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Posted on: February 13, 2019

Port and Lummi Nation Work to Strengthen Relationship

The Port and Lummi Nation have reached a landmark agreement setting the stage for a new era of cooperation and economic growth.

This agreement addresses a number of long-standing issues associated with modifications to Bellingham Bay and Drayton Harbor in the Lummi Nation’s “Usual and Accustomed” (U&A) fishing grounds and stations.

Starting around the turn of the century, white settlers began dredging, filling, and armoring tidelands in Bellingham Bay and Drayton Harbor to create flat land for industrial and commercial development. These changes destroyed valuable finfish and shellfish habitat and created a permanent obstruction to Lummi fishing areas protected by the Point Elliot Treaty of 1855 with the Federal Government. Although some of these changes occurred before the Port of Bellingham existed or were built by others, the Port now owns and/or operates in areas that were impacted by these changes.

Rather than turning to the courts to resolve these issues, the Lummi Nation and Port worked together to craft an agreement acknowledging the historical structural impacts while celebrating the environmental and economic importance of Bellingham Bay and Drayton Harbor to our mutual community.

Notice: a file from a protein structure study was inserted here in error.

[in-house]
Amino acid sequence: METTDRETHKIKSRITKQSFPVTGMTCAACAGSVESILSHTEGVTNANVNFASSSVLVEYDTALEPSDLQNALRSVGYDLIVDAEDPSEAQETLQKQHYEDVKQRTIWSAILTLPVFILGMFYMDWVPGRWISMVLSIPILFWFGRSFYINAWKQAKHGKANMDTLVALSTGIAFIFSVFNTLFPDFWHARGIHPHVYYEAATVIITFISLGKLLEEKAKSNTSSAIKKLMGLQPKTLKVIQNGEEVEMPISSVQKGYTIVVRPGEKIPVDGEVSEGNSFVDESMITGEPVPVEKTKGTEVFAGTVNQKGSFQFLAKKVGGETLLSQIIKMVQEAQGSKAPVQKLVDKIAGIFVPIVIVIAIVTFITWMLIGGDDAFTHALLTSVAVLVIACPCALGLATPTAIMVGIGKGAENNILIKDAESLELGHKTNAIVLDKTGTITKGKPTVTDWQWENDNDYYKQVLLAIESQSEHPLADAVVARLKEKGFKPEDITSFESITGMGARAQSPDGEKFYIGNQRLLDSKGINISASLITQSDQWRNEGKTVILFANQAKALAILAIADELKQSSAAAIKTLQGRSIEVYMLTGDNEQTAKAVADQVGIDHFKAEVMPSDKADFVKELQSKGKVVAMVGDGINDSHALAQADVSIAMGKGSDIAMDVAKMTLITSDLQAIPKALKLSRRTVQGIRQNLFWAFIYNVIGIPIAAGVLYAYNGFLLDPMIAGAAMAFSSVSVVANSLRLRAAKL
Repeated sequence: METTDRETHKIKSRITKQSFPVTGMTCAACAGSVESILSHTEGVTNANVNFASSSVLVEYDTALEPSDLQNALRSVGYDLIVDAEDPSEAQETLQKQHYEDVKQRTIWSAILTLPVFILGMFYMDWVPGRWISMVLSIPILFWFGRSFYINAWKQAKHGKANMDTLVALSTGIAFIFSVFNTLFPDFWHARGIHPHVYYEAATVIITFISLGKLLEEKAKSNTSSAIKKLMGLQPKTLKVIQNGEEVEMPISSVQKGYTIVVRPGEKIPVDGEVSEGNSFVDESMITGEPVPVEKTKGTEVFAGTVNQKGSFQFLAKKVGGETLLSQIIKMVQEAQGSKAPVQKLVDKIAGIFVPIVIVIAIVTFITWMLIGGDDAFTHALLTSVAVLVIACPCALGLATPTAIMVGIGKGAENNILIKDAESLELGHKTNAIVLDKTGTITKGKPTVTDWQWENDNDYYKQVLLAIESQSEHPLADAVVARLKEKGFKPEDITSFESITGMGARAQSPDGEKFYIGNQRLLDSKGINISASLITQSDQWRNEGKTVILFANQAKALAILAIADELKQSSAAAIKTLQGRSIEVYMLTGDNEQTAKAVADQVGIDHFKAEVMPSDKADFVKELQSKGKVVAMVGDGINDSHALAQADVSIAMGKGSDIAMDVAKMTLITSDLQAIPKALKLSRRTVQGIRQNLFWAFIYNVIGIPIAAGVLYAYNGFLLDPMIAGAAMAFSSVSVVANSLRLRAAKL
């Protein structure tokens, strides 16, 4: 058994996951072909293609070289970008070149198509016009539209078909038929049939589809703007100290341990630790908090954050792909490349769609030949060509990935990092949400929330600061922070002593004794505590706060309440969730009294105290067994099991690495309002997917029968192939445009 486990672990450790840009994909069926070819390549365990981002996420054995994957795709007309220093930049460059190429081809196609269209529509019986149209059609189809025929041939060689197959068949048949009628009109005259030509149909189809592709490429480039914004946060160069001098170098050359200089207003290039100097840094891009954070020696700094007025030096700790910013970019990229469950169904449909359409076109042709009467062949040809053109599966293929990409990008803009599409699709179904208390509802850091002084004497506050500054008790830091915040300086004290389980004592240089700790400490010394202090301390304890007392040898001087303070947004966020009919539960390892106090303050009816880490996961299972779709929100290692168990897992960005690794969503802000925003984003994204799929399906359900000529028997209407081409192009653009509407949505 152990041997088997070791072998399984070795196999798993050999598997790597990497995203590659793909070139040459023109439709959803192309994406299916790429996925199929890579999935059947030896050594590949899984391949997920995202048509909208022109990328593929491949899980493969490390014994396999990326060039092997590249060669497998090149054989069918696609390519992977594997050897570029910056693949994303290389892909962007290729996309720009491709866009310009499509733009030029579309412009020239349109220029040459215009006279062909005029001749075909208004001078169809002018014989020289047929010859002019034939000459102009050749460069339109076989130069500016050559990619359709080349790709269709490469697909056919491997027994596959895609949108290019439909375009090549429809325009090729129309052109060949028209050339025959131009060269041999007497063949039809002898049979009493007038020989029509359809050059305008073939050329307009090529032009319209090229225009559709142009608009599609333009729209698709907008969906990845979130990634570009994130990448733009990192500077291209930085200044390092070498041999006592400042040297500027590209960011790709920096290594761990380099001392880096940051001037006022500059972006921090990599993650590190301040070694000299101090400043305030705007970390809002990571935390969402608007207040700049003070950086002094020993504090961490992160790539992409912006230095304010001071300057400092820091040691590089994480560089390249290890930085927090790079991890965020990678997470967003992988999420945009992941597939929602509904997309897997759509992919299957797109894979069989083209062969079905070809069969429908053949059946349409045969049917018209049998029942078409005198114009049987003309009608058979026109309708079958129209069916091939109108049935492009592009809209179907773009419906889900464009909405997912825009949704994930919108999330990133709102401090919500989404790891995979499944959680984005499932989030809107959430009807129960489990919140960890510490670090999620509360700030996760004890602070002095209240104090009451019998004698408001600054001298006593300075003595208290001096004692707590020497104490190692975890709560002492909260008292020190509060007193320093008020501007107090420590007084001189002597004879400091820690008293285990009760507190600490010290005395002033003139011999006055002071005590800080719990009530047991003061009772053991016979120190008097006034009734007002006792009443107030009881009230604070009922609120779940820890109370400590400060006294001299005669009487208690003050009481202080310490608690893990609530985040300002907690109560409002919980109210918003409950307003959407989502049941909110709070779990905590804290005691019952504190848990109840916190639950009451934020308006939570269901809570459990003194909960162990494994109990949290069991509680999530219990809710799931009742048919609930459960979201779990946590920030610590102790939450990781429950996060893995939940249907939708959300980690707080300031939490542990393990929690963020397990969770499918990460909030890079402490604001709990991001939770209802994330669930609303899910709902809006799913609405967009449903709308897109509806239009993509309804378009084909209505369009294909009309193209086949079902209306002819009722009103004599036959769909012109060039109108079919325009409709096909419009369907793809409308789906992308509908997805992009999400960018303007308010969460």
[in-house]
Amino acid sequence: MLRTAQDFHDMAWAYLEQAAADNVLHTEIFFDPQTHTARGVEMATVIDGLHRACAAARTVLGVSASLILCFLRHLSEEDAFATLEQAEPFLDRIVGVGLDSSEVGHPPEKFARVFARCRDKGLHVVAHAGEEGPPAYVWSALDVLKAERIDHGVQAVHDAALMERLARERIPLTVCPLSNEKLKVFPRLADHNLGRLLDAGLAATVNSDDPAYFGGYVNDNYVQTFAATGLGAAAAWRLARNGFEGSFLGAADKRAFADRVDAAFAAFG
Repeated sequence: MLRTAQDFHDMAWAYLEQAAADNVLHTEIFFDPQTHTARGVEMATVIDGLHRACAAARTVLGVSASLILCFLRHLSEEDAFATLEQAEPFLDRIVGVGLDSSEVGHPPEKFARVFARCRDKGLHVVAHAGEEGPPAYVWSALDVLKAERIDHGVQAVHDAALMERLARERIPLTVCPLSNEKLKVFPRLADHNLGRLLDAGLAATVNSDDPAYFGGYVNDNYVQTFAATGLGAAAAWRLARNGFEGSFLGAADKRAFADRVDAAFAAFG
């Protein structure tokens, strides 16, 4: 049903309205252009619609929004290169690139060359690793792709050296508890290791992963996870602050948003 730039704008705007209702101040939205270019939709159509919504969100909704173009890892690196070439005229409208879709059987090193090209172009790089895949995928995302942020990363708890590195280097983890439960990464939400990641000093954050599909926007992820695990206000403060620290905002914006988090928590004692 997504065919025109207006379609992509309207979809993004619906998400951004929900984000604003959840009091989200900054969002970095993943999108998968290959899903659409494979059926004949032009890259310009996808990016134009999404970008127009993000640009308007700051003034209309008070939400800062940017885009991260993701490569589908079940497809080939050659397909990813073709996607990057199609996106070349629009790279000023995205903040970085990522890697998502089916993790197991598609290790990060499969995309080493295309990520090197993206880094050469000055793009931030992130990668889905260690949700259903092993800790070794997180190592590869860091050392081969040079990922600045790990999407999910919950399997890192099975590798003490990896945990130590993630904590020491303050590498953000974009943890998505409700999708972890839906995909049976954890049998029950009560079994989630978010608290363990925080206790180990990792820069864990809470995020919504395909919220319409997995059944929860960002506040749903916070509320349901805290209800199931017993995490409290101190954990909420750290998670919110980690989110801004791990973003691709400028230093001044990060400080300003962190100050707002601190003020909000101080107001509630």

This agreement allows the Port to maintain and modernize its in-water facilities and provides the Lummi Nation with vessel moorage in Squalicum and Blaine Harbors for the Lummi fishing fleet.

For the Lummi Nation, the agreement is a reflection of the Nation’s past leaders and their teachings of sustainability and conserving resources for future generations. It recognizes and honors Lummi as a fishing Nation, who have worked and celebrated life on the shores and waters of Puget Sound since time immemorial. The Lummi Nation tradition as a salmon people continues today with the largest native commercial fishing fleet in the country and strong cultural and economic ties to salmon.

For the Port, marine trades are a critical part of the regional economy with over 6,000 jobs created or supported by the working waterfront. Squalicum Harbor and Blaine Harbor are home port to more than 2,000 commercial and pleasure boats and the Port is making significant investments to modernize Whatcom County’s waterfront infrastructure and promote economic growth.

This agreement sets the stage for a new era of cooperation and economic prosperity. The Port and Lummi Nation are working collaboratively to not only increase the number of salmon in local waters, but to also increase public understanding of the Lummi Nation’s treaty rights and cultural heritage.

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